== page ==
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Is CyberKnife the hope I've been looking for?
Mindy Irby
Posted: Tuesday, December 28, 2010 4:47 PM
Joined: 12/28/2010
Posts: 14


I'm a 47-yr-old mother of 2 (11 & 13), never smoked/drank, nor diabetic or overweight recently (on 11/21/10) diagnosed with stage II/III unrecectable Pancreatic Cancer: The 2.5x2.7 cm hypodense mass abuts the portal splenic confluence and causes a high-grade narrowing of the superior mesentery vein upon its entrance to the portal vein. I've received Chemo (Gemzar & Abraxane) on 12/13 & 12/20 (12/27 was delayed till 1/3/11 due to high grade fever). I've consulted with CyberKnife here in Phoenix (St. Joseph's Barrow Neurological Institute) and told I am a candidate. Here are my questions: My Oncologist and the Radiation Oncologist he referred me to are both vehemently against CK, even though the Radiation Oncologist used to work at St. Joe's operating CK. They both advocate the traditional snail-pace 5-7 wk daily radition, they said "these are tried and true". I argued with both that from what I read the "tried and true" had not been substantially more successful in shrinking pancreatic tumor while one case study from Georgetown University shows a 54-yr old man with identical tumor (down to the size) and unrecectable for the same reason was successfully treated with CK after trying their so-called "tried and true" method. Please assure me that CK is not as "horrific" as they tried to portray... And should I consider flying over to Standford for CK treatment (the birthplace of CK) or stay in Phx? Or even Georgetown University? I'm willing to go anywhere that has the best track record in treating Pancreatic Cancer with CK (how do I know who does?) Thank you for your attention.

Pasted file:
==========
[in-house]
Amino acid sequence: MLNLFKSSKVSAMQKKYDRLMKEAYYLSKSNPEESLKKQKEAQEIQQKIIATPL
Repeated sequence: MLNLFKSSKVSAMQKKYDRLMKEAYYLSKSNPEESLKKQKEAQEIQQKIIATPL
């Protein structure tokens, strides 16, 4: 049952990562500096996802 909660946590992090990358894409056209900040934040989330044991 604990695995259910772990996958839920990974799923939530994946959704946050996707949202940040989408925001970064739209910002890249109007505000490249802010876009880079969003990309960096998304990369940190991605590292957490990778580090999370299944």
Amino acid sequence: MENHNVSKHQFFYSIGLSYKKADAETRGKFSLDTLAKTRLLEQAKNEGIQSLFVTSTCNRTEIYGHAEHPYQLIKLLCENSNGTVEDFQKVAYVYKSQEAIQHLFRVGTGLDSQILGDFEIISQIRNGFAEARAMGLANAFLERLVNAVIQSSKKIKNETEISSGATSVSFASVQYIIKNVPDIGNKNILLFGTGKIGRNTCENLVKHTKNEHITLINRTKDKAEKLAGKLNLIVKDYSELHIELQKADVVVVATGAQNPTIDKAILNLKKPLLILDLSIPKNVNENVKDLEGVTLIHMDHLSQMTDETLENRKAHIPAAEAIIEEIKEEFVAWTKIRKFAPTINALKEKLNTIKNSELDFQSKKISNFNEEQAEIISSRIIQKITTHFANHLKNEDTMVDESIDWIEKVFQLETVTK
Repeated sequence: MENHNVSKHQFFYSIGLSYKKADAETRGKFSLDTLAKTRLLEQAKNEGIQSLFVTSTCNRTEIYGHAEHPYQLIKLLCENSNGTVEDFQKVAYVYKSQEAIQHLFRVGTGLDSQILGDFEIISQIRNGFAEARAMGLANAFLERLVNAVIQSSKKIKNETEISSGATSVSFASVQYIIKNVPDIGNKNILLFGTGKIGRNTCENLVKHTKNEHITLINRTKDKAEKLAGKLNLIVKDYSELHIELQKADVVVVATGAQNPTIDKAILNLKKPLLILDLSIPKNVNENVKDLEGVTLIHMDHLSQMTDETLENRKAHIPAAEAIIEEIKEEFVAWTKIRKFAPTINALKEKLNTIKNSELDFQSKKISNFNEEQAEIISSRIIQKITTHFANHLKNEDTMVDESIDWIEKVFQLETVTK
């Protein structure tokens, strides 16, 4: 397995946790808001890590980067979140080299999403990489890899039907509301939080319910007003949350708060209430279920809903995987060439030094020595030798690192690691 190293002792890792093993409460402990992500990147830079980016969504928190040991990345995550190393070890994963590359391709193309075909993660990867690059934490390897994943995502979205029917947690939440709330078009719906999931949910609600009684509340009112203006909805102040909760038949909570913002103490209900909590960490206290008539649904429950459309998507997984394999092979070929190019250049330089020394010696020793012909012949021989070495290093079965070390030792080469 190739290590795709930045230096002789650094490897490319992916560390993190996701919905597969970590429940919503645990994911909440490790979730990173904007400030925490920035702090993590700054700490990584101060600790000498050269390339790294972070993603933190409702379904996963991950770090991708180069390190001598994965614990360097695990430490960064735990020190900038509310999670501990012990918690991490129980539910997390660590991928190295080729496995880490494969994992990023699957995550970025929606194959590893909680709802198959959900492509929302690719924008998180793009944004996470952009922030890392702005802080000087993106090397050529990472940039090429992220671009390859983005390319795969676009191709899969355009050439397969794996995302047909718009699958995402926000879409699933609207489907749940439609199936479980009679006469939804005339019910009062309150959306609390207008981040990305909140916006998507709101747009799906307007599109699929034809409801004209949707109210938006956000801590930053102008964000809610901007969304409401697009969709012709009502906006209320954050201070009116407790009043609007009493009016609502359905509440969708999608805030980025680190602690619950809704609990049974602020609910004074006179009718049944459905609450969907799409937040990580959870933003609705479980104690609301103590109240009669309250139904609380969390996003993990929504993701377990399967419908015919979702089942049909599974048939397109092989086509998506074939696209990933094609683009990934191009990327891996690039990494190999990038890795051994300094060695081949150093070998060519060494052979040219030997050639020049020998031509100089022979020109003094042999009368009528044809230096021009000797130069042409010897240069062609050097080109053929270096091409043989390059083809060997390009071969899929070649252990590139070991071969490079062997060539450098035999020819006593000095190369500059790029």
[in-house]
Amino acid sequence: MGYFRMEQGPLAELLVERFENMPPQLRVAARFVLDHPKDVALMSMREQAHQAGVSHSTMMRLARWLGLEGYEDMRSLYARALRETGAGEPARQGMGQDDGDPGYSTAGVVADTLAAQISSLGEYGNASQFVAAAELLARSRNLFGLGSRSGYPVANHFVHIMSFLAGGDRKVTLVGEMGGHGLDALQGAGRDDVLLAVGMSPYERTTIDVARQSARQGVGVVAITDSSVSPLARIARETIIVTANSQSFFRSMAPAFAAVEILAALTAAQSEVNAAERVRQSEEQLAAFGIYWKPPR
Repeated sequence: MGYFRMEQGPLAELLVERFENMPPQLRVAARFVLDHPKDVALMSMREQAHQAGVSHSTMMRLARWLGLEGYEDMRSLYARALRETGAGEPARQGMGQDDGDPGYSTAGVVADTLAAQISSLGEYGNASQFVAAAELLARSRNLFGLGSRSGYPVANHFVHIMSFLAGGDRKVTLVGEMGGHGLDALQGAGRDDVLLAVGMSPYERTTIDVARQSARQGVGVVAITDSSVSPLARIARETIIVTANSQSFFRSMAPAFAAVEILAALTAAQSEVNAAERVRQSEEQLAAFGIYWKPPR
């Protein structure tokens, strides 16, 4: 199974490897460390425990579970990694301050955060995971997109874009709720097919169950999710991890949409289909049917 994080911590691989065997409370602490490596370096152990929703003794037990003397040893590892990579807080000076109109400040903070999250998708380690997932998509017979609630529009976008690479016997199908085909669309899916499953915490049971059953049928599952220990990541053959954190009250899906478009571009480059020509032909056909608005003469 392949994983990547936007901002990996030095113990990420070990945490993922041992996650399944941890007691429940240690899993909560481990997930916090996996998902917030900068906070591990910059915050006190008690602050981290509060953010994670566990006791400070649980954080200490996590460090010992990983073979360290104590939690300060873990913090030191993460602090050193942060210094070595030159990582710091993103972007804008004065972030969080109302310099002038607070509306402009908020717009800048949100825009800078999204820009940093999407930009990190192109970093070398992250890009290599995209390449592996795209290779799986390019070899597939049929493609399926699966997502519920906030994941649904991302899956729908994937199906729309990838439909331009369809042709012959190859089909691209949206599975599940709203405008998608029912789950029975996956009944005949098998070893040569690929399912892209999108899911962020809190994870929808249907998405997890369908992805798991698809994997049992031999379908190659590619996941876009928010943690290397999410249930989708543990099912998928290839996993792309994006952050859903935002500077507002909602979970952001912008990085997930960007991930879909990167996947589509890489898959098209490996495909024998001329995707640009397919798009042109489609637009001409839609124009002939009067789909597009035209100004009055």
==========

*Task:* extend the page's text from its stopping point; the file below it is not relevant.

youngpatient
radsrus
Posted: Tuesday, December 28, 2010 4:52 PM
Joined: 10/10/2008
Posts: 4435


St. Joseph should be able to do this. SBRT for pancreatic cancer is highly effective in achieving local control, and it is at least as effective and safe as standard treatment. I suspect there is economic bias in the other advice you have been given.


 

Clinton A. Medbery, III, M.D.
St. Anthony Hospital Cyberknife Center
(405) 272-7311
buddy@swrads.org

Mail to:
Clinton A. Medbery, III, M.D.
Southwest Radiation Oncology
1011 N. Dewey Ave. #101
Oklahoma City, OK 73102

 


Mom of 2
Posted: Wednesday, December 29, 2010 1:12 PM
Joined: 12/28/2010
Posts: 14


Thank you Dr. May I ask a few other questions that came to mind? On 11/20 I had an Abdominal CT which found the tumor, on 12/2 I had the PET, both CT showed liver to be clear. But on 12/17, 4 days after my first round of chemo, the Angio CT showed a 13 mm hperdense lesion in the liver. Liver biopsy was done on 12/22, report came back on 12/27 showed no neoplasm identified. Any idea why the liver lesion did not show up in the earlier CT? Could it have grown between 12/2 and 12/17? Or has it always been there just not picked up by the earlier CT? I was told liver metastasis can not be ruled out even though the biopsy result reported negative for cancer. Would this remove me as candidate for CK now?

Mom of 2
Mom of 2
Posted: Wednesday, December 29, 2010 1:16 PM
Joined: 12/28/2010
Posts: 14


Sorry, forgot to add: if CK is able to successfully shrink the tumor, would Whipple still be necessary?